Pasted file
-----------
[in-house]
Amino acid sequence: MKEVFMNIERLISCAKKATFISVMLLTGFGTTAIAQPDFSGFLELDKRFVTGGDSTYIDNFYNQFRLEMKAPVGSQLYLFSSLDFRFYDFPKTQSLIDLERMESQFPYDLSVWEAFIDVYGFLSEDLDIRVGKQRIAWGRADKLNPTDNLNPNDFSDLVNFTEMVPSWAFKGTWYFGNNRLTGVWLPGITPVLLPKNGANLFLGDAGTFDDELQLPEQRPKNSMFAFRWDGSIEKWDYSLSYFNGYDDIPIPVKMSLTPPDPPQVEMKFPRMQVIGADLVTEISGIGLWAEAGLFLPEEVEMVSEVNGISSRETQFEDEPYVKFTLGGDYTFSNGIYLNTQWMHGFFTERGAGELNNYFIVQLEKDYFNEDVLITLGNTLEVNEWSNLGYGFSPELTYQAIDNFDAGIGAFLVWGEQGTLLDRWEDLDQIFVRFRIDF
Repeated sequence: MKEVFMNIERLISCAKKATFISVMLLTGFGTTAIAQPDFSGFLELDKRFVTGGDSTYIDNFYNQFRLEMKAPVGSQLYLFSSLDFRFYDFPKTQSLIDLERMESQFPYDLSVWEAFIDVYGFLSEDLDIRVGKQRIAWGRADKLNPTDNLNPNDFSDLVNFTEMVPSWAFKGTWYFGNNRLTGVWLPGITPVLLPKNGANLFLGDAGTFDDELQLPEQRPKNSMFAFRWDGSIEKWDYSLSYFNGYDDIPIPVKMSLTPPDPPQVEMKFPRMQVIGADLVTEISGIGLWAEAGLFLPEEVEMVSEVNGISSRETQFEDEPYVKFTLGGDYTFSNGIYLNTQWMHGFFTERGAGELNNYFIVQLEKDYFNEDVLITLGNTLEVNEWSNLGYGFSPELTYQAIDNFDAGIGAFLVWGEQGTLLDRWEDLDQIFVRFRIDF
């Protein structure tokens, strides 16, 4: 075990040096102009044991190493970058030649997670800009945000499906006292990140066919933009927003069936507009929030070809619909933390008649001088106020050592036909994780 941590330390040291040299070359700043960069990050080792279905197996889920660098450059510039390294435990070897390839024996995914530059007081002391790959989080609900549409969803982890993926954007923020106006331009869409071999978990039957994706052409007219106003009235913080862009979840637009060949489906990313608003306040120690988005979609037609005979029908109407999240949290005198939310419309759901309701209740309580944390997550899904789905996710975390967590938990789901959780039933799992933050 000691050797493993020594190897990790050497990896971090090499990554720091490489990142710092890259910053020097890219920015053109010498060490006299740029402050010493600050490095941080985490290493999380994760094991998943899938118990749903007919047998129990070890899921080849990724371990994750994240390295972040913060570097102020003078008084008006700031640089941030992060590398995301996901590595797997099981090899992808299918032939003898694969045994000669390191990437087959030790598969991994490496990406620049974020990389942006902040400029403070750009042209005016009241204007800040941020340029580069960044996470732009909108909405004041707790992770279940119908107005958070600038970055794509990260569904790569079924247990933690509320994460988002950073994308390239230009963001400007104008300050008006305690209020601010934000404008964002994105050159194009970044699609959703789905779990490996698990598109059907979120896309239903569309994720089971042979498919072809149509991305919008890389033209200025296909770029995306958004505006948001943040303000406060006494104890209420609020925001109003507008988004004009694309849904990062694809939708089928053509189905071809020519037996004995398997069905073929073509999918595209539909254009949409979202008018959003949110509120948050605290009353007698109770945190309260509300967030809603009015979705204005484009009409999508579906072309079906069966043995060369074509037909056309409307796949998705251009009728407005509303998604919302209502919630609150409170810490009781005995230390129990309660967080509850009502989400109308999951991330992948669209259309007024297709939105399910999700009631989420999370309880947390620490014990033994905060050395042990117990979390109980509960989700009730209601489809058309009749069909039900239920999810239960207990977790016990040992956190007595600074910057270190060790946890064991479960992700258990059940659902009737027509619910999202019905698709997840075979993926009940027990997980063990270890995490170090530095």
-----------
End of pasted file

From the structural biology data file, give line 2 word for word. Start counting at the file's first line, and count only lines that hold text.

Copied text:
Amino acid sequence: MKEVFMNIERLISCAKKATFISVMLLTGFGTTAIAQPDFSGFLELDKRFVTGGDSTYIDNFYNQFRLEMKAPVGSQLYLFSSLDFRFYDFPKTQSLIDLERMESQFPYDLSVWEAFIDVYGFLSEDLDIRVGKQRIAWGRADKLNPTDNLNPNDFSDLVNFTEMVPSWAFKGTWYFGNNRLTGVWLPGITPVLLPKNGANLFLGDAGTFDDELQLPEQRPKNSMFAFRWDGSIEKWDYSLSYFNGYDDIPIPVKMSLTPPDPPQVEMKFPRMQVIGADLVTEISGIGLWAEAGLFLPEEVEMVSEVNGISSRETQFEDEPYVKFTLGGDYTFSNGIYLNTQWMHGFFTERGAGELNNYFIVQLEKDYFNEDVLITLGNTLEVNEWSNLGYGFSPELTYQAIDNFDAGIGAFLVWGEQGTLLDRWEDLDQIFVRFRIDF